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Historic Preservation is a Great Policy for Macungie

A zoning amendment limiting the demolition of historical buildings built prior to 1940 is being proposed in the Borough.

A zoning amendment limiting the demolition of historical buildings built prior to 1940 is being proposed in the borough.

This is policy I believe is necessary to foster a revitalized downtown area. Historical preservation is proven to make boroughs more attractive to local businesses. Preservation should be a focus to enable a community to remain attractive, compact and walkable. 

By fostering these characteristics rather then mimicking suburbia, the town's uniqueness and charm is preserved allowing it to compete with sprawling suburban retail/commercial. 

Macungie’s density, character, walkability and charm are assets that differentiate it from the sprawling void of strip malls in the township.

I get nervous when elected officials cite landowner rights as a catch-all in opposition to useful progressive policies as I heard at the Feb. 6 council meeting.

I'm a fairly conservative guy politically, however, I think the benefits of encouraging a revitalized downtown by protecting historical assets is clear.

It's common practice to use zoning ordinances to regulate development in the best interest of the community. This amendment does not put an uneccesary burden on property owners and does not limit necessary maintenance and repair. The amendment also accounts for the Zoning Hearing Board to grant special exceptions for extenuating circumstances. 

This simply prohibits demolition. Furthermore, it’s meant to “encourage continued use, appropriate rehabilitation and adaptive reuse of historic buildings."

A perfect example is the Singmaster home now occupied by Liberty Savings Bank. Certainly if someone were to come in and propose demolition of this building, it would be a tragic loss to the community. The plan is to preserve the home while expanding the back of the property to create a full service bank. This is excellent use of an existing property of historic value focusing on maintaining it’s character. It is my understanding that at one time a developer inquired about the land with the intent to demolish the building. This would have been a tragic loss of a valuable asset and landmark.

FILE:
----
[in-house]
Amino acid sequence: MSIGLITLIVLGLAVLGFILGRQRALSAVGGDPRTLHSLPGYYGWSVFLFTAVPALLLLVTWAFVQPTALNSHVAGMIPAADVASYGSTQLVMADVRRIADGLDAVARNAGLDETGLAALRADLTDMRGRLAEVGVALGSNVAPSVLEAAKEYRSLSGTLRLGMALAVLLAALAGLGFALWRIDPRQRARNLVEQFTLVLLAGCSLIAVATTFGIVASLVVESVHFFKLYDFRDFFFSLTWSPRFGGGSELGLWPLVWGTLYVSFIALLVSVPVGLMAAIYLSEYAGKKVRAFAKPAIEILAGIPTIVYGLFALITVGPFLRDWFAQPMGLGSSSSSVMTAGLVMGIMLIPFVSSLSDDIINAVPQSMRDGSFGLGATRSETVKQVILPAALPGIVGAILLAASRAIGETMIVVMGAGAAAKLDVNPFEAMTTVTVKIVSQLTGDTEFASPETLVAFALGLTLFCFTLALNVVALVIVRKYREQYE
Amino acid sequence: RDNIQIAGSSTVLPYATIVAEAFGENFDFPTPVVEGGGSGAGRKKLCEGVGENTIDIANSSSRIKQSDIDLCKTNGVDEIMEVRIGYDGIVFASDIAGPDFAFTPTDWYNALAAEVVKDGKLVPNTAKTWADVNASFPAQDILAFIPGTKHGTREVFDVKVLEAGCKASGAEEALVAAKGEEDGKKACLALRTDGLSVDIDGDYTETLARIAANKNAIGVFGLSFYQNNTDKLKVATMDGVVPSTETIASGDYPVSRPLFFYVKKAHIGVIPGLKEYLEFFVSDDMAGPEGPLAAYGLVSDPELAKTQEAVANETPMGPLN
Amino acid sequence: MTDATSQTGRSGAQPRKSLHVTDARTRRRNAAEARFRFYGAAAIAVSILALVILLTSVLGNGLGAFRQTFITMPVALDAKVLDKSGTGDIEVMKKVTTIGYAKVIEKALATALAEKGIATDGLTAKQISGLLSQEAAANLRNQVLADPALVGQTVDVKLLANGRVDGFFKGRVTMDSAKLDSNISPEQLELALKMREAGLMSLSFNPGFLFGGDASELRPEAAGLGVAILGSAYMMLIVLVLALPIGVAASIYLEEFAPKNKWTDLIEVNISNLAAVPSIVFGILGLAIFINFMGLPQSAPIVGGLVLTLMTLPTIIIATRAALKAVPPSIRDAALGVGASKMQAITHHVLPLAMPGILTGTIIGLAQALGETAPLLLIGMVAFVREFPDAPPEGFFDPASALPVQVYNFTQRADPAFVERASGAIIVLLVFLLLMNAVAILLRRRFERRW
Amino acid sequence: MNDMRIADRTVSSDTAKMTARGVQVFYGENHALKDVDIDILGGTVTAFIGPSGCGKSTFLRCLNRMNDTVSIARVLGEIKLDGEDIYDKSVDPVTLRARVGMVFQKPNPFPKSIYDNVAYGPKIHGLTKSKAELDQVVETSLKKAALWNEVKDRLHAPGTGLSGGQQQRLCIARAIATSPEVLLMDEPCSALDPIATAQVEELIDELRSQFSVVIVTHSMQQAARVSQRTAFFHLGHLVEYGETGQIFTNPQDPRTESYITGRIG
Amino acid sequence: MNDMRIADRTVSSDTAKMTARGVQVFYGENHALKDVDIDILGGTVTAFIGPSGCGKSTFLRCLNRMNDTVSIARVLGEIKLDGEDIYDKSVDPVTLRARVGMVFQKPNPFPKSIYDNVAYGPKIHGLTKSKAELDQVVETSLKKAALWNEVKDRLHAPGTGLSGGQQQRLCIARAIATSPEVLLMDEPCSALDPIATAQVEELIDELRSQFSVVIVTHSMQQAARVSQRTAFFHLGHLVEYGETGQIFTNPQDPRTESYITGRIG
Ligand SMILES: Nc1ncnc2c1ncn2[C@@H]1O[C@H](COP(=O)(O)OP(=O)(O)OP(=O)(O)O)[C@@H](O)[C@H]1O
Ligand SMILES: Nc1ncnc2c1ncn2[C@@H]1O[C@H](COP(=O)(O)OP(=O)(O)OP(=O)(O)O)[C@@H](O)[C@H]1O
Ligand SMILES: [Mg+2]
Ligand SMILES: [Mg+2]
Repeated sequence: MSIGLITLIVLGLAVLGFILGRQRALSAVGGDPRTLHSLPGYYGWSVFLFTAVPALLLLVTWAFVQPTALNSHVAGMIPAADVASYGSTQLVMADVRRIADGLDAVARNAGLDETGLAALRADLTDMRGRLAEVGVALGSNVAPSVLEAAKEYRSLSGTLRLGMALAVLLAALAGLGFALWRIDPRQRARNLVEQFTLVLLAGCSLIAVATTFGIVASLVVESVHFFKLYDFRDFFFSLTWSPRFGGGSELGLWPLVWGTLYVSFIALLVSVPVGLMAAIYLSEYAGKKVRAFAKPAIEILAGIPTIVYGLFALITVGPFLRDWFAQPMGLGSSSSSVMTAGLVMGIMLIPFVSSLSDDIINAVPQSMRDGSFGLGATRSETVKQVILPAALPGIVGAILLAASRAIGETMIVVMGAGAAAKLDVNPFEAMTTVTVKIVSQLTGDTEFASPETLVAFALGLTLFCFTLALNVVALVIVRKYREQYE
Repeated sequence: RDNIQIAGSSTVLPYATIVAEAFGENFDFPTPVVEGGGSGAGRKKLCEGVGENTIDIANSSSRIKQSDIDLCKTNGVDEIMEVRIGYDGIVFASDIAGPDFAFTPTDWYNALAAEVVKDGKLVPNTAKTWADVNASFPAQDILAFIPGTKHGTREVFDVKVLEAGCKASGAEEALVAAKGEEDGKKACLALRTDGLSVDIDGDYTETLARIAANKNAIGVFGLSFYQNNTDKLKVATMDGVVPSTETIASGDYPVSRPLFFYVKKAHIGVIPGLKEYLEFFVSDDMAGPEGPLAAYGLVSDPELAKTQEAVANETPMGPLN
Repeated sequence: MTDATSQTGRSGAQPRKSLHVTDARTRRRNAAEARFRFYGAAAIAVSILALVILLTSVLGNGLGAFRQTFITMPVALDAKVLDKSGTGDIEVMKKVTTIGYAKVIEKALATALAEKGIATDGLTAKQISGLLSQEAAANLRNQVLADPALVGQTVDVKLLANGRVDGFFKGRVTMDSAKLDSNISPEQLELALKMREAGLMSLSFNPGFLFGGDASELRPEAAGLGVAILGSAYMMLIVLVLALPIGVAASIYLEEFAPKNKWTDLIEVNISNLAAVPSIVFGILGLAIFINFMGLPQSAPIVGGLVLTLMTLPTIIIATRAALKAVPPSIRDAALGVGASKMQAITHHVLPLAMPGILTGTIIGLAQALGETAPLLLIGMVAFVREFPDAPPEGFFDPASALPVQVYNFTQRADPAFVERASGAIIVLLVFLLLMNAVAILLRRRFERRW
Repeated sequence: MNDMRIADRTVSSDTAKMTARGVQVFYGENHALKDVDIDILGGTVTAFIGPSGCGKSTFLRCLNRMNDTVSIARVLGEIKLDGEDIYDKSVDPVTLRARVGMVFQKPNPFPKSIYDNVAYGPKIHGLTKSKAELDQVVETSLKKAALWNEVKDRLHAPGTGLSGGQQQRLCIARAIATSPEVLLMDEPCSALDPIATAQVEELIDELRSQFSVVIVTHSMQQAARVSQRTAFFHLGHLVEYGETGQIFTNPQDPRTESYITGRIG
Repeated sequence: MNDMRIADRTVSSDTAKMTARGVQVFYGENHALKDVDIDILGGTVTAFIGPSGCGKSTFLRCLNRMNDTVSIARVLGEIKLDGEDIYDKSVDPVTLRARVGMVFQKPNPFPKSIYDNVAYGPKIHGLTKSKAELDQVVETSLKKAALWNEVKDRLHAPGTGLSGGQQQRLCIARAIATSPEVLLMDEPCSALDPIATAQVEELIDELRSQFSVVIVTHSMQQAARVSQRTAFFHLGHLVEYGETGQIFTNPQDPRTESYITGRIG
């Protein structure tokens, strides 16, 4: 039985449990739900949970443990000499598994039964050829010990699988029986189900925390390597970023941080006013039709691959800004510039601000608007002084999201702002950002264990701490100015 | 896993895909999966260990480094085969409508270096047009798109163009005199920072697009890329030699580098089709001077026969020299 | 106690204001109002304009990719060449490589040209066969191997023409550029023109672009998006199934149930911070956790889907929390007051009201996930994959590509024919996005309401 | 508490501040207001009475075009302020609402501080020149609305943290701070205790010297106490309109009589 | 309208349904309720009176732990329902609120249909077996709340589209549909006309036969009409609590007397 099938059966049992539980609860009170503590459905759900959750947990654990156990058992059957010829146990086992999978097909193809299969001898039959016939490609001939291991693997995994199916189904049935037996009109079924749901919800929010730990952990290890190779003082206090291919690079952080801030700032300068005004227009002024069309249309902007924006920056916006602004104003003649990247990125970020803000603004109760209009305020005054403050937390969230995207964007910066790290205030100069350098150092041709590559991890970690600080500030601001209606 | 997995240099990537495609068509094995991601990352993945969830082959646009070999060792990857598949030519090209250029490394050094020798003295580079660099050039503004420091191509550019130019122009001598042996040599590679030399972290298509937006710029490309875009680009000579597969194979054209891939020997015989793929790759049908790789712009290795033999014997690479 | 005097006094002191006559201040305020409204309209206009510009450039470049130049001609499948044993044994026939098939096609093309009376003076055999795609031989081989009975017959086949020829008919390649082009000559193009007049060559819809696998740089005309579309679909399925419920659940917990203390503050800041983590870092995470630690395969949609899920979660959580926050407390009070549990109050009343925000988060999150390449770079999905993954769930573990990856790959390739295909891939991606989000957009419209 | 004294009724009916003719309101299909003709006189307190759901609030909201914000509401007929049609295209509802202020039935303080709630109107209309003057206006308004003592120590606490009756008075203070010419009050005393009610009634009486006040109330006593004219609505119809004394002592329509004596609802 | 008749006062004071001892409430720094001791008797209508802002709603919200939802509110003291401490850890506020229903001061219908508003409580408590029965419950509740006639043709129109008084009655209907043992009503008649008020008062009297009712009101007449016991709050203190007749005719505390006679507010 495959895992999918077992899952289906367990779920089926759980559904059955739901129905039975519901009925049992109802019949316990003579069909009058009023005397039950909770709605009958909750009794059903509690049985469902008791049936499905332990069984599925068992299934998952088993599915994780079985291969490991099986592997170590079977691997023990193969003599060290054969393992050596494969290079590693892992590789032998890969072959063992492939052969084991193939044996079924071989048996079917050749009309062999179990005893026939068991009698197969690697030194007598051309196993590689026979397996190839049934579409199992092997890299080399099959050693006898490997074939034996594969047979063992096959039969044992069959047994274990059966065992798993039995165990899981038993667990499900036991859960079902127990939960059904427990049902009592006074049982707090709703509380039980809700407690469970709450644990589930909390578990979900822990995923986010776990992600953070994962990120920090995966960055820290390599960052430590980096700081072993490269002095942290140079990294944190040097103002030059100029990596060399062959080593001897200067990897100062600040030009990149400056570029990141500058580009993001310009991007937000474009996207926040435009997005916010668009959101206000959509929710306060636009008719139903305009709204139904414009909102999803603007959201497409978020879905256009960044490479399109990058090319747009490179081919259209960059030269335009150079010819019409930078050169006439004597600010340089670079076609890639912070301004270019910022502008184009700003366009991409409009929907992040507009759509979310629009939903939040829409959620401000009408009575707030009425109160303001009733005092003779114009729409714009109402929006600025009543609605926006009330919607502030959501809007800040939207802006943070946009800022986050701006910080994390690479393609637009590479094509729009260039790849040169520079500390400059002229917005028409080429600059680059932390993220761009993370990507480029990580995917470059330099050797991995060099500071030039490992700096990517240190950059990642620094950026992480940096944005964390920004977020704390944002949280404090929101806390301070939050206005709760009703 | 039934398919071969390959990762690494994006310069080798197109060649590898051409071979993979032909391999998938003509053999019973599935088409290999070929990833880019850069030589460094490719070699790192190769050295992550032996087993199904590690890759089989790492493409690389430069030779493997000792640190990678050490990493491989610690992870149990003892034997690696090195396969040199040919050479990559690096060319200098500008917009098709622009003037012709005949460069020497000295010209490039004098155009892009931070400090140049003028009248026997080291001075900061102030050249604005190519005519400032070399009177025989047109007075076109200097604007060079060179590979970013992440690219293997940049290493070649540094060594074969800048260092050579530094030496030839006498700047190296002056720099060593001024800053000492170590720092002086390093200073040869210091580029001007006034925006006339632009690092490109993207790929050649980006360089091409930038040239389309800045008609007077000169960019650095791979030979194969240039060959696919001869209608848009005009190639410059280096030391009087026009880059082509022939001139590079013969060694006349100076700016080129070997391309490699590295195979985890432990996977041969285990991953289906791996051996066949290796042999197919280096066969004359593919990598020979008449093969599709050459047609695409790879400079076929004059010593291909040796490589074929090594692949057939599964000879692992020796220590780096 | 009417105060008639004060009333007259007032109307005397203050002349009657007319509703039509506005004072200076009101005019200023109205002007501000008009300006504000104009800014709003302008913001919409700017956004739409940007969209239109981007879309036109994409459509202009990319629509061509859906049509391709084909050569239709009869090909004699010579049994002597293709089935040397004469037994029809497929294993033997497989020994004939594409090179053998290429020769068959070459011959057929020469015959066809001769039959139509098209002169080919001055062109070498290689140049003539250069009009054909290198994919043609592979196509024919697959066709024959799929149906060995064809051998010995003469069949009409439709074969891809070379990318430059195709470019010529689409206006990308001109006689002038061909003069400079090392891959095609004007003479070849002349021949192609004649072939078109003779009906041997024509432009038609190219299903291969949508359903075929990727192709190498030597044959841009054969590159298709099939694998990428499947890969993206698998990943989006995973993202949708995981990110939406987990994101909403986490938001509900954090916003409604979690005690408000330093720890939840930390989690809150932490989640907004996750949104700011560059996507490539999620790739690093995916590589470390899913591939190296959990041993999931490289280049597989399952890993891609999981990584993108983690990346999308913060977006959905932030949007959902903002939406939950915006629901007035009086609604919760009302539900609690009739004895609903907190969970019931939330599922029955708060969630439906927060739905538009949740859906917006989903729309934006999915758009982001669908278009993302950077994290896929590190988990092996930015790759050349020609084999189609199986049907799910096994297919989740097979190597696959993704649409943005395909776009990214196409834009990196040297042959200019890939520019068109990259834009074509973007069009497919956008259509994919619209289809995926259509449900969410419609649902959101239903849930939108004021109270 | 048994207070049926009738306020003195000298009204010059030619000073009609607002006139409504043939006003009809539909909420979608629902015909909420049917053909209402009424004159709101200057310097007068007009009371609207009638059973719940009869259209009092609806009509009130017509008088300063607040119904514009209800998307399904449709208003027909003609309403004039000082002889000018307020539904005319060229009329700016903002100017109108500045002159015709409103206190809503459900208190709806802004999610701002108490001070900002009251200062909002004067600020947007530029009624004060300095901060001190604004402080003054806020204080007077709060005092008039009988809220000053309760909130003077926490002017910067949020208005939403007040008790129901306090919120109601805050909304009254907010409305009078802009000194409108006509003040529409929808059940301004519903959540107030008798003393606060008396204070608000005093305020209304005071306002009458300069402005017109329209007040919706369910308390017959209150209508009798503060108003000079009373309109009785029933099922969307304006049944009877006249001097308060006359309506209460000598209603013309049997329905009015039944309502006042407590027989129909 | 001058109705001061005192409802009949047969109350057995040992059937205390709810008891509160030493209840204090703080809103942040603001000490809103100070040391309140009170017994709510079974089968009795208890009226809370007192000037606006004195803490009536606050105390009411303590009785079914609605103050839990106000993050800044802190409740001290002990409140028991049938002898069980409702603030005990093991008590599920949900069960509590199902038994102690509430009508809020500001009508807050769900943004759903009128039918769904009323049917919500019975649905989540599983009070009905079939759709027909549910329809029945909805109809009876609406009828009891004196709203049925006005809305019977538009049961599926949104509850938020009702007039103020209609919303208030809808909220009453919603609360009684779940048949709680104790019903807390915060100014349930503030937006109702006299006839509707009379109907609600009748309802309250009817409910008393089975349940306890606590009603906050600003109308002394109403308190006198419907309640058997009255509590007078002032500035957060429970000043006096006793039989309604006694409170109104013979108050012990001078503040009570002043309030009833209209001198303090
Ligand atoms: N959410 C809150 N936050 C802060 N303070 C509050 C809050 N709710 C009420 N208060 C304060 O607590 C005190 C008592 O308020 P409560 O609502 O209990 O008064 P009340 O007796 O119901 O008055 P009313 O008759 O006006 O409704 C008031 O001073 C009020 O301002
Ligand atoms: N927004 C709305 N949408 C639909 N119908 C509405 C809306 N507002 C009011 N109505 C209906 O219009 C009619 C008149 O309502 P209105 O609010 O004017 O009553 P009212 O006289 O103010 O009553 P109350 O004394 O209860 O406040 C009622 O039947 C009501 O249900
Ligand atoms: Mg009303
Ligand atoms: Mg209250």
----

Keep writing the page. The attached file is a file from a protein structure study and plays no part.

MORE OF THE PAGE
I am a resident of LMT. I am also a business owner on Main St. in the borough. I believe in regional planning and consider Macungie the Main Street of the broader community including the township. As a business owner looking to find a permanent home for our studio (we currently rent our space on Main) this is exactly the kind of policy I look for when considering locations, and communities to invest in.

If a borough isn’t interested in investing in itself, why would a business owner invest in it? 

This post is contributed by a community member. The views expressed in this blog are those of the author and do not necessarily reflect those of Patch Media Corporation. Everyone is welcome to submit a post to Patch. If you'd like to post a blog, go here to get started.

Willet Thomas February 08, 2012 at 01:55 PM
This is a great article. We should keep the history of the beautiful houses in the area.
Scott Bieber February 08, 2012 at 05:45 PM
Landowner rights are not absolute in a modern society where we all live close together. A town, through majority representation, has the right to impose certain, limited standards on the individual property owner within reason, which I think includes historical preservation. And those who don't believe that are free to move somewhere else.
Chris Becker February 09, 2012 at 12:19 AM
Great article, my wife and I own a simular home and we would never thing of tearing it down so that something better could be built; we believe that we already have a stack in the game maintaining a historic home. We bought and perserved our home for just this reason, old architecture needs to be preserved, not just for now but for the generations to come. My wife and I are not the owners of our home we are just the current care takers, just like the ones before us and the ones to come after us. Were would we stop and reflect back on our past if not to look at our society and what we have constructed over the generations, the past will help guide us into the future. Chris & Annette Becker

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